The right kind of motivation is key when you have a difficult or mundane task at hand. For example, when I wanted to learn Spanish, I tried several top-rated, online language tools to no avail because they felt like work to me. Then, half as a joke, my boyfriend suggested an app that associates Spanish phrases with images of cats acting out the meaning of the words. The app was so silly I used it often, and — to our amazement — it actually worked.
So when I saw this story on MedCity News about a company that plans to use cat photos to motivate people to take their medicine, I knew they were on to something. As the story explains, the texts are part of an online assistant that will pair irresistibly cute cat images with health prompts so the reminders are memorable and fun.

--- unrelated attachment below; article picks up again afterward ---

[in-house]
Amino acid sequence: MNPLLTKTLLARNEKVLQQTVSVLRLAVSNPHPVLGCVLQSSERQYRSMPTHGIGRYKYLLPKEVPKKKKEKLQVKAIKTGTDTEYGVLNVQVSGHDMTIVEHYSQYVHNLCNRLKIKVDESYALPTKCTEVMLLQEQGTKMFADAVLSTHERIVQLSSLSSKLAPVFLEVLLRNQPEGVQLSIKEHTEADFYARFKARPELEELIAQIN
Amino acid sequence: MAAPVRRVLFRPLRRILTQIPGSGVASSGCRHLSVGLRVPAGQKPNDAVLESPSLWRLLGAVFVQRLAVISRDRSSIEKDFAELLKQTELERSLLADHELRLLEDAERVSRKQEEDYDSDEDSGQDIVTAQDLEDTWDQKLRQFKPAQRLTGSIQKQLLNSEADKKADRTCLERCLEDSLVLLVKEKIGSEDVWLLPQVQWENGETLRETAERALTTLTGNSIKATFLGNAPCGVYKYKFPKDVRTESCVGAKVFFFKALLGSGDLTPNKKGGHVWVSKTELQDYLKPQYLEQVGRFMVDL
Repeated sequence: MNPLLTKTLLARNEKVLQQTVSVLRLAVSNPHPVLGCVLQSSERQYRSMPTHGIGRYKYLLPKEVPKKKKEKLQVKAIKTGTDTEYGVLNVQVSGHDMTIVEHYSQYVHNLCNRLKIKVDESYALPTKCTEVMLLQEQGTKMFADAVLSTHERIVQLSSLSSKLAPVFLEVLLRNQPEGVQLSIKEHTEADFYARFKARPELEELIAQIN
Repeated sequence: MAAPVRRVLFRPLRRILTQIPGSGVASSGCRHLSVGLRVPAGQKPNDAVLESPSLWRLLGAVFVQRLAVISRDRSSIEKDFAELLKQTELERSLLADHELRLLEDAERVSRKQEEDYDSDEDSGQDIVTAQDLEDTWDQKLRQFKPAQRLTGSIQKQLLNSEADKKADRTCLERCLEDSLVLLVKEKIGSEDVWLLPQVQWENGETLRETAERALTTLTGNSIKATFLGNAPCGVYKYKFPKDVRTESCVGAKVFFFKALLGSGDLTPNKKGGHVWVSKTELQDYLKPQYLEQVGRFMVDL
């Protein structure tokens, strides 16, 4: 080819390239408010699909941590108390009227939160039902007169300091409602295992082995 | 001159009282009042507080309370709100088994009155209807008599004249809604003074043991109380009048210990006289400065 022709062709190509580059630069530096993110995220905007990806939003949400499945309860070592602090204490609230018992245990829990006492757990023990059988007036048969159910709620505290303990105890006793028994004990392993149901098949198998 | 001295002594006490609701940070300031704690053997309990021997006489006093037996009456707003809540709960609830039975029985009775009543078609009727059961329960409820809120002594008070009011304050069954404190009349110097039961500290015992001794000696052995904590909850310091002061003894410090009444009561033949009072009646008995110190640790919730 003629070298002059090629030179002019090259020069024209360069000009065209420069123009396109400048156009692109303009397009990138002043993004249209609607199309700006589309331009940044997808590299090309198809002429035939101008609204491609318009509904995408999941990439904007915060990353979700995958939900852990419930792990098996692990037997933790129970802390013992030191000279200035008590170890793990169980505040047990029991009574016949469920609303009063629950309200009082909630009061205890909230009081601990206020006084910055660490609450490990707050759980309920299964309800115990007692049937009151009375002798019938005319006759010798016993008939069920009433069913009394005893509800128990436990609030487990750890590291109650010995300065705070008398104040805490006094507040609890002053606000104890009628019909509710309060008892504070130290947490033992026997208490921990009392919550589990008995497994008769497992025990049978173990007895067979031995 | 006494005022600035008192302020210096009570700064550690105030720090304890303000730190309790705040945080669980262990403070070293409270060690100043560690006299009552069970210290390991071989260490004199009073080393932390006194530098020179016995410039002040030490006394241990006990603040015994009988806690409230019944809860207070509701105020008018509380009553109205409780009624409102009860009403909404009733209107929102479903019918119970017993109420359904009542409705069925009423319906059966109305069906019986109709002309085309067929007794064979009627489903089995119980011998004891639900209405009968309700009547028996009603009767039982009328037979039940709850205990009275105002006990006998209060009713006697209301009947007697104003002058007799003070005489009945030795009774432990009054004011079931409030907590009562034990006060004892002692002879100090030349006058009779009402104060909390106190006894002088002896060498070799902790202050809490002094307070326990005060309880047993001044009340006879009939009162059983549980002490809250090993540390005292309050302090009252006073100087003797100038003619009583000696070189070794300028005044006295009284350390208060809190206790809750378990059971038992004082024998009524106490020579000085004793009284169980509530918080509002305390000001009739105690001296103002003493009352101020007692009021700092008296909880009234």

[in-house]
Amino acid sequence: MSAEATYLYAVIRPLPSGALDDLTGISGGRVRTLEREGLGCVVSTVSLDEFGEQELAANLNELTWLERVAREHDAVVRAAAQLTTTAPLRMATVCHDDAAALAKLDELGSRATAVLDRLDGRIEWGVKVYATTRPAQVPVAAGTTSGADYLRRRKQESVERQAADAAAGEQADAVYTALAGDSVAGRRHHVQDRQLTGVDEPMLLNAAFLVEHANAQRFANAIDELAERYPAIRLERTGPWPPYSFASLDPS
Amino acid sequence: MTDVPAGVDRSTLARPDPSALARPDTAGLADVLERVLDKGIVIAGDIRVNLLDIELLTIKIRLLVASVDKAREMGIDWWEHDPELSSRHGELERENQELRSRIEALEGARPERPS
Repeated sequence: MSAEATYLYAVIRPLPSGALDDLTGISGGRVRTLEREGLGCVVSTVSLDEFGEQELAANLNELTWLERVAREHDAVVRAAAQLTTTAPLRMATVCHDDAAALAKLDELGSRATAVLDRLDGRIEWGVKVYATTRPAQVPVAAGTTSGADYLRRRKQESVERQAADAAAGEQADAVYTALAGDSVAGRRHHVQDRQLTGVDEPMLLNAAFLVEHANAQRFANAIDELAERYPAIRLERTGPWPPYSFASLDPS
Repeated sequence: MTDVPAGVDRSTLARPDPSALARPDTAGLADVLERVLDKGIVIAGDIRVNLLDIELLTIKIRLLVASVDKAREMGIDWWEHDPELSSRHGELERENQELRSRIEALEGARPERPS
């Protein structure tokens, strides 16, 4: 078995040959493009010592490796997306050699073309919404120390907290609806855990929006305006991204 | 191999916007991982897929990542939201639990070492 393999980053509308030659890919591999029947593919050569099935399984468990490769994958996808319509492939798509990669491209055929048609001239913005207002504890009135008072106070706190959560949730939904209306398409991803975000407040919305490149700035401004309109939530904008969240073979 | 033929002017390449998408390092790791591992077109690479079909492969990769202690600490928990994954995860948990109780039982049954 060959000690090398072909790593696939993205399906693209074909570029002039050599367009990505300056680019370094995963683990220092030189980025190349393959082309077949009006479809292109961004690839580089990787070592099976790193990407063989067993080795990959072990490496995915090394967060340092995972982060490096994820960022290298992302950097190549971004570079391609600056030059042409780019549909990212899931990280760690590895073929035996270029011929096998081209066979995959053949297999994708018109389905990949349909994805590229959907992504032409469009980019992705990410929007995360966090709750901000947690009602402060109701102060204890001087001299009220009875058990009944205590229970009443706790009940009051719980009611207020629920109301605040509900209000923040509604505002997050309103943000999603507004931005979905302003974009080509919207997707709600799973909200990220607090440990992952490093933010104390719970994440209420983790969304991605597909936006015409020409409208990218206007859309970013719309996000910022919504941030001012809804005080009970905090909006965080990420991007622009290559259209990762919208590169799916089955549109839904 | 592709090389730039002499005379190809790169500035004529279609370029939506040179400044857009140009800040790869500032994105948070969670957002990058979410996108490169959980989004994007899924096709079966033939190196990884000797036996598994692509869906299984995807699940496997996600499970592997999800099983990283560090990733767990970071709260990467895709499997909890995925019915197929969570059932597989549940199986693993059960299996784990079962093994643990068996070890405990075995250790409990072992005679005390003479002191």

The company, called Memotext, plans to pilot test this tool on Type 2 diabetes patients (followed by patients with other chronic illnesses) to gain insights on the patients' state of mind when they skip or forget to take a medication. They also hope to learn more about what can be done to change patients' behavior so they're able to follow their medication regimen better.
“We’re not only asking whether you did something, but why did you do it,” said Amos Adler, the company's founder and president. Based on what I've learned about motivation so far, I think a cute cat text or two probably can't hurt.
Previously: “Nudges” in health: Lessons from a fitness tracker on how to motivate patients, Study offers clues on how to motivate Americans to change and Understanding the science and psychology of how habits work
Photo courtesy of Anna MacCormick